Seeds of Louisiana Irises have a corky layer for flotation,
so look large when harvested. The stalks will tend to fall over
as time passes, so the pods rest on the ground and the seeds
disperse with the fall rains. Remove the pods as they begin to
turn brown and begin to split at the end. Planting immediately
will produce some seedlings the first fall and also the next
spring. If the seeds are allowed to completely dry, they, as
with many plants, germinate over a long period, a mechanism to
protect the species.
Place the seeds in pots and transplant them once they crowd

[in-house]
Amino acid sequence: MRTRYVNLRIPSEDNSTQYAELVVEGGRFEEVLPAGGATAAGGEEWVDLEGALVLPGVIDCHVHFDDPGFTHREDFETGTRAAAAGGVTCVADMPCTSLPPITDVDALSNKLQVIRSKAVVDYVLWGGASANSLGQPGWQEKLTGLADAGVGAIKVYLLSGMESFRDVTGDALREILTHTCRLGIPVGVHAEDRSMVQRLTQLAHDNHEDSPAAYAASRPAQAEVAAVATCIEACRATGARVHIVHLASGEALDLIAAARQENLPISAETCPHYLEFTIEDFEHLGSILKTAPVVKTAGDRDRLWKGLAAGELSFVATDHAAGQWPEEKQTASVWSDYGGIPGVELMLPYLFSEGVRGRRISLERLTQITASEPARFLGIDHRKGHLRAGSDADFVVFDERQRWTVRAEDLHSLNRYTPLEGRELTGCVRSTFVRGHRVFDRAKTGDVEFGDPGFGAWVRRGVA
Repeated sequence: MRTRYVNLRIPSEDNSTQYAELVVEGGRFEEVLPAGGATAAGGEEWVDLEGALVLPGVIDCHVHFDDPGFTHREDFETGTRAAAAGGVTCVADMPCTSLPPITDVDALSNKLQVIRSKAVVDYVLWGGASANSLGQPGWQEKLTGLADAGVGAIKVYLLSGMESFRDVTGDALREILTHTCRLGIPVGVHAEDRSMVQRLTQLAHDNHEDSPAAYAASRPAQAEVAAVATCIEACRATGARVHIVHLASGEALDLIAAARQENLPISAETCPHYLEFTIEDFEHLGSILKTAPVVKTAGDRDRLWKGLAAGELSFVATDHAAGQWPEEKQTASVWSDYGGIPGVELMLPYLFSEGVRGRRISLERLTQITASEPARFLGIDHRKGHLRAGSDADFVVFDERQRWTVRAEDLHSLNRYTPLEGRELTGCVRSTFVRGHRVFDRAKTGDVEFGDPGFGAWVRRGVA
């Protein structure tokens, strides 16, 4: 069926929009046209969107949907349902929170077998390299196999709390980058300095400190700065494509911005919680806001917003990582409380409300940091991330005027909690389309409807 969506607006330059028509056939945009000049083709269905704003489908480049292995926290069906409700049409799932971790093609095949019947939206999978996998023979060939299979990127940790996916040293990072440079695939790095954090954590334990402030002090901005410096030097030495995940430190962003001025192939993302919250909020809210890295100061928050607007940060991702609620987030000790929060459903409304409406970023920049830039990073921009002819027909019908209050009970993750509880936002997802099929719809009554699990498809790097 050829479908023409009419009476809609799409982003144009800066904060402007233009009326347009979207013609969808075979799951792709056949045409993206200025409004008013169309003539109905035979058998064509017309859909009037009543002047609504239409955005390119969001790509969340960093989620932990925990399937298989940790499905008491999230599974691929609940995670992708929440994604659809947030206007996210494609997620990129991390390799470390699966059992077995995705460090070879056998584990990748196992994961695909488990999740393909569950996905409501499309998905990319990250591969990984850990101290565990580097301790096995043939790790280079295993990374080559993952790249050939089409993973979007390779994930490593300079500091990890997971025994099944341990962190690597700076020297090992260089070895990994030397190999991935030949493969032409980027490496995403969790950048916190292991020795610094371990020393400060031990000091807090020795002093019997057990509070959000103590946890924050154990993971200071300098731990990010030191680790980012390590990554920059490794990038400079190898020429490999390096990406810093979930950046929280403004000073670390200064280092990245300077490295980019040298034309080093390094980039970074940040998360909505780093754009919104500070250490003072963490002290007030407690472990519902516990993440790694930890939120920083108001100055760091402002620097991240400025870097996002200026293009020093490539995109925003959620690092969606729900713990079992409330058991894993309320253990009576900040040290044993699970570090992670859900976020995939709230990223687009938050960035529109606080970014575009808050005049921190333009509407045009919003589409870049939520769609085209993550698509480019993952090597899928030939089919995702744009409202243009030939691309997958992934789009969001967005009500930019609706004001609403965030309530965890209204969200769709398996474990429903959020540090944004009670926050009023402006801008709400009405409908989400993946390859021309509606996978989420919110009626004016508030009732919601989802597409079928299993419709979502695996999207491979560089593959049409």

the containers. Normally some will bloom the second spring if
they are happy with growth conditions. I place the pots of seedlings
in kiddie pools after germination and gradually raise the water
levels to just over the tops of the pots as the seedlings grow.
Use mosquito dunks. The first fall after germination seedlings
can be separated and lined out. The plants grow normally at the
margin of, or into, shallow water. Here, my garden is slightly
below the surrounding area, so I can flood it periodically when
the rains don't cooperate.
For the purposes of many growers, all the seedlings will probably
be useful. If we are trying to grow "new and improved"
selections, many will be discarded.
Iris 'Amber River'